Risky Business

I’ve often thought about how to explain the differences between working for small/medium businesses and an “Enterprise”. Well, Ian Miell breaks it down better than I could in his article Why Are Enterprises So Slow?

I would sum it up thusly:

The priority of the Enterprise is risk avoidance. They have a huge, successful business and don't want to screw it up. A startup is the opposite. They have a tiny, fledgling business and must take risks constantly to be successful.

Risky Business

A huge, old company has seen just about every way someone can screw something up, and they’ve written a rule that applies to everyone that intends to prevent it from ever happening again.

It’s very important to the Enterprise that when something goes wrong there’s “One Throat to Choke.” As Ian explains..

From ownership comes responsibility. A lot of the political footwork in an enterprise revolves around trying to not own technologies. Who wants to be responsible for Java usage across a technology function of dozens of thousands of staff, any of whom might be doing crazy stuff? You first, mate.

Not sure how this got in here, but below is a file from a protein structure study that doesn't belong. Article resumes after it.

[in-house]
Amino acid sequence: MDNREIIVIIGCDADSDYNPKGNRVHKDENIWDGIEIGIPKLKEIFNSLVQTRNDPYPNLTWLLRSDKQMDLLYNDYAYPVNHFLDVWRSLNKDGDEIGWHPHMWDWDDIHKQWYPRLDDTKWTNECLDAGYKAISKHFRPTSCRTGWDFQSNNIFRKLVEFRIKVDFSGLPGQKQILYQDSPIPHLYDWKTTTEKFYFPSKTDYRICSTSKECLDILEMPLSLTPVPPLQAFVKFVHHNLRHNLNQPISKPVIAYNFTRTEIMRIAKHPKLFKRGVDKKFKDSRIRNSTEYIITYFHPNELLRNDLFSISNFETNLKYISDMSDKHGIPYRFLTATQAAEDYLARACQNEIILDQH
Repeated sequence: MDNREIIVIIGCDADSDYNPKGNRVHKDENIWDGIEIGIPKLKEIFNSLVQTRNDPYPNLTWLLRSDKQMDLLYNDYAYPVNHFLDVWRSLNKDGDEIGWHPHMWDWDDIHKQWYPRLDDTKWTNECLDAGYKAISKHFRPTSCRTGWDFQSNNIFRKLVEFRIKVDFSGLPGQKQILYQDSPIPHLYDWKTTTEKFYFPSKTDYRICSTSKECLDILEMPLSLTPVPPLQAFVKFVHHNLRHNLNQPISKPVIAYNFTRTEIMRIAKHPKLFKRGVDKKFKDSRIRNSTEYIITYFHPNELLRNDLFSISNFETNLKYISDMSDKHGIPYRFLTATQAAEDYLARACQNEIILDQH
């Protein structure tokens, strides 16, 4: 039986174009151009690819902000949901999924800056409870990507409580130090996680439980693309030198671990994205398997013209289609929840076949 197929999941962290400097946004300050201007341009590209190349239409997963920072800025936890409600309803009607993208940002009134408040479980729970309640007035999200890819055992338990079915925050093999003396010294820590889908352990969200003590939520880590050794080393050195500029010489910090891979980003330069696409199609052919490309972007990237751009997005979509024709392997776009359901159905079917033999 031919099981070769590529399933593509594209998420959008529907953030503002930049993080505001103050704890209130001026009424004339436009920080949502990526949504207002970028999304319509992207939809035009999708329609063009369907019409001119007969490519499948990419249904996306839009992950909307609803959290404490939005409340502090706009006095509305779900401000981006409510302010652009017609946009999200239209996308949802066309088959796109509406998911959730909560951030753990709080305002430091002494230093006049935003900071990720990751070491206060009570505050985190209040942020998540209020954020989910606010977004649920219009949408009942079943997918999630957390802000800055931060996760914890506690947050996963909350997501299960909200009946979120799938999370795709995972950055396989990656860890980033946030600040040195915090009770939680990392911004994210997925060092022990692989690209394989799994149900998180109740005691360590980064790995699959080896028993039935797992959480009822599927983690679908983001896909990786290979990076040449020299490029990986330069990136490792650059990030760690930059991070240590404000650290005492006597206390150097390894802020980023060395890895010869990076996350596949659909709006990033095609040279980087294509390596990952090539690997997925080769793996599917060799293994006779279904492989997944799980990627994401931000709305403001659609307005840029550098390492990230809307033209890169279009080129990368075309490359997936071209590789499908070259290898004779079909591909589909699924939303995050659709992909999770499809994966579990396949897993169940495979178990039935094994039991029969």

The ability to always have some specific person within the organization to blame for something leads to the laborious “Change Management” in the Enterprise. As Ian explains..

In order to ensure that changes to systems can be attributed to responsible individuals, there is usually some kind of system that tracks and audits changes. One person will raise a ‘change record’, which will usually involve filling out an enormous form, and then this change must be ‘signed off’ by one or more other person to ensure that changes don’t happen without due oversight.

There’s absolutely nothing wrong with preferring working for an Enterprise over a smaller company…in fact there are many advantages depending on one’s point of view.

Just realize that the Enterprise is above all else risk-averse, and hence, slow.

Read the whole of Ian’s article for more wisdom:

Why Are Enterprises So Slow?